Now accepting Telehealth appointments. Schedule a virtual visit.

Pterygium Surgery Specialist

Cohen Eye Institute

Cataract, Refractive & LASIK Surgeons and Cornea Specialists located in Midtown East of Manhattan, Ridgewood of Queens, & Elmhurst, NY and Old Bridge, NJ

Dr. Cohen uses a novel technique that he developed for pterygium surgery. This new technique allows for faster recovery with lower risk of regrowth, enabling patients in and around New York City to eliminate these benign lesions so they can enjoy clearer vision and improved cosmetic results.

Pterygium Surgery Q&A

What is pterygium?

Pterygium is a condition that causes tissue growths on the sclera, or white portion of the eye, usually in the area that's nearest the nose. Although the tissue itself is benign (non-cancerous), if growth continues, it may eventually interfere with the ability to see.

What causes pterygium?

Also called surfer's eye, pterygium can be caused by UV exposure and exposure to dust and other airborne irritants, as well as dry eye. People who spend considerable time outdoors and tend not to wear sunglasses are most at risk for developing pterygium. Some mild cases of pterygium can be treated with ointments or eye drops, but when the growth becomes large enough to interfere with vision or to cause discomfort, it can be removed surgically.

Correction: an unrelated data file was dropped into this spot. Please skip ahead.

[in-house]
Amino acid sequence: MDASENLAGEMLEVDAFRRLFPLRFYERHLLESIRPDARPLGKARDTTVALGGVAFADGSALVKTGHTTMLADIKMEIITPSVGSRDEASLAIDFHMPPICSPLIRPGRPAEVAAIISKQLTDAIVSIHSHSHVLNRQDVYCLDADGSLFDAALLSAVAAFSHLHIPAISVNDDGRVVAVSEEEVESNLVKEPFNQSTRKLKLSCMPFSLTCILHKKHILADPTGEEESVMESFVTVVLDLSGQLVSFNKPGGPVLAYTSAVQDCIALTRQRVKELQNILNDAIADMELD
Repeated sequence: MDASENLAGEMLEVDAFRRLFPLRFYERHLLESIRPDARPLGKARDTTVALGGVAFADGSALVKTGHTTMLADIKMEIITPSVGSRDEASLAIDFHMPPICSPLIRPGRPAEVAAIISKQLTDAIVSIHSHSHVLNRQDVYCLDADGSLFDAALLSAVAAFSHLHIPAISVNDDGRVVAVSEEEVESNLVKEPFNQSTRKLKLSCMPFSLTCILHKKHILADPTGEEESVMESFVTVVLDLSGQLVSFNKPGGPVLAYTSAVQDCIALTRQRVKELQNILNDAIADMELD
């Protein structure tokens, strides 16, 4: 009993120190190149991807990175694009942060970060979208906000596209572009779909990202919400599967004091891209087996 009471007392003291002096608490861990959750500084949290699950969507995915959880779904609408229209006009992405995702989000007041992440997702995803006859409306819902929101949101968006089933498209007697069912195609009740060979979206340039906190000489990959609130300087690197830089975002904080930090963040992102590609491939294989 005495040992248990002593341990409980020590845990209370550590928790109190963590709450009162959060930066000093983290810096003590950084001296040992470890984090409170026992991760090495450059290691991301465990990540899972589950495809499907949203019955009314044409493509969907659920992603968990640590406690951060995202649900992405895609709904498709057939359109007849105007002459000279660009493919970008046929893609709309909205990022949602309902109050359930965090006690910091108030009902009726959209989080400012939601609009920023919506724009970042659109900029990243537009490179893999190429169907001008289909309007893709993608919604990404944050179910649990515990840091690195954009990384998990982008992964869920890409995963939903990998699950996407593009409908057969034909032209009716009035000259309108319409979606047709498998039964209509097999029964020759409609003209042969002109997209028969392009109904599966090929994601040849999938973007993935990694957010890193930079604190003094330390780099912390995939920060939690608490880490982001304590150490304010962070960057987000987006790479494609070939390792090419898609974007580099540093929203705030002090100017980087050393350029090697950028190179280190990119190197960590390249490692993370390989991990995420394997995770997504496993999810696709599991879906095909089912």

What happens during pterygium surgery?

Surgery is performed on an outpatient basis and involves gently removing the growth, then filling in the area with tissue taken from the eye surface (the conjunctiva). Most procedures take about 15 to 20 minutes to perform. Following surgery, eye drops may be prescribed for several weeks to help reduce the risk of recurrence, and you'll need to have follow-up appointments for several months to ensure your eye is healing properly and to look for signs of recurrence.

Is pterygium surgery risky?

Every surgery carries some risk. The primary risk associated with pterygium surgery is a recurrence of the growth, but Dr. Cohen's novel techniques have considerably reduced that risk. Still, surgery is usually reserved for patients for whom conservative treatments have failed and whose vision has become compromised or who are bothered by the cosmetic effects of the growth.